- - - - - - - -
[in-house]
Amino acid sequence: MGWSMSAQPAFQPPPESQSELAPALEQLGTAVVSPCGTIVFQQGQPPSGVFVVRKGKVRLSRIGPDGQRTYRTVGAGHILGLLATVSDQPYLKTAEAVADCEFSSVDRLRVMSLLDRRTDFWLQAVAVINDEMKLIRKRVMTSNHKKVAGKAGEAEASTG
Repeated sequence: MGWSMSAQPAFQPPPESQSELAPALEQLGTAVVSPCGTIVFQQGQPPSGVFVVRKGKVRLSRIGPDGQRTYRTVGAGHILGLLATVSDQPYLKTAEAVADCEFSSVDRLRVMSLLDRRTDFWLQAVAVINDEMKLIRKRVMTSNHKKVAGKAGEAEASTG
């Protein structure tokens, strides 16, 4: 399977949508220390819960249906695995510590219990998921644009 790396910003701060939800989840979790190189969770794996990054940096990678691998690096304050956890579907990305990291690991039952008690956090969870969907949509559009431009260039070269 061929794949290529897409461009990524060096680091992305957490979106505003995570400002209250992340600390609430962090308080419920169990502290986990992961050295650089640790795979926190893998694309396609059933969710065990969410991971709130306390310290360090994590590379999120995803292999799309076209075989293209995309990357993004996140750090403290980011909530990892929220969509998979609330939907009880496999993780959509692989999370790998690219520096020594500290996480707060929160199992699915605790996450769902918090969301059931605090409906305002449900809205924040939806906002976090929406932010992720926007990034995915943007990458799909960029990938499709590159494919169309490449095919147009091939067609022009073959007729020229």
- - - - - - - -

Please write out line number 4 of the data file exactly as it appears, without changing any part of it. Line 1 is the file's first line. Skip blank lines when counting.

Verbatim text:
């Protein structure tokens, strides 16, 4: 399977949508220390819960249906695995510590219990998921644009 790396910003701060939800989840979790190189969770794996990054940096990678691998690096304050956890579907990305990291690991039952008690956090969870969907949509559009431009260039070269 061929794949290529897409461009990524060096680091992305957490979106505003995570400002209250992340600390609430962090308080419920169990502290986990992961050295650089640790795979926190893998694309396609059933969710065990969410991971709130306390310290360090994590590379999120995803292999799309076209075989293209995309990357993004996140750090403290980011909530990892929220969509998979609330939907009880496999993780959509692989999370790998690219520096020594500290996480707060929160199992699915605790996450769902918090969301059931605090409906305002449900809205924040939806906002976090929406932010992720926007990034995915943007990458799909960029990938499709590159494919169309490449095919147009091939067609022009073959007729020229």